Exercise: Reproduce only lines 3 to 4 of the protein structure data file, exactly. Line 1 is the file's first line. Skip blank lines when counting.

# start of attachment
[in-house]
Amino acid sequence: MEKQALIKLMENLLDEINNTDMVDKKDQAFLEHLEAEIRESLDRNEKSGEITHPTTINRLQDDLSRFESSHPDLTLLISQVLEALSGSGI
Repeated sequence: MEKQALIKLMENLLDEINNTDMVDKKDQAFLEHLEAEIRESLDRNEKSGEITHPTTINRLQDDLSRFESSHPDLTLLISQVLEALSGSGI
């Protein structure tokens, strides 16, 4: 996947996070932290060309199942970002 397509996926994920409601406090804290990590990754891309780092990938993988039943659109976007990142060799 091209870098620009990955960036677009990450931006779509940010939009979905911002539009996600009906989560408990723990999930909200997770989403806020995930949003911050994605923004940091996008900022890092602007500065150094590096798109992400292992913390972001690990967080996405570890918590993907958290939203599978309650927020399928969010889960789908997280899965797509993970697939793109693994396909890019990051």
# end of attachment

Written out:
Repeated sequence: MEKQALIKLMENLLDEINNTDMVDKKDQAFLEHLEAEIRESLDRNEKSGEITHPTTINRLQDDLSRFESSHPDLTLLISQVLEALSGSGI
């Protein structure tokens, strides 16, 4: 996947996070932290060309199942970002 397509996926994920409601406090804290990590990754891309780092990938993988039943659109976007990142060799 091209870098620009990955960036677009990450931006779509940010939009979905911002539009996600009906989560408990723990999930909200997770989403806020995930949003911050994605923004940091996008900022890092602007500065150094590096798109992400292992913390972001690990967080996405570890918590993907958290939203599978309650927020399928969010889960789908997280899965797509993970697939793109693994396909890019990051």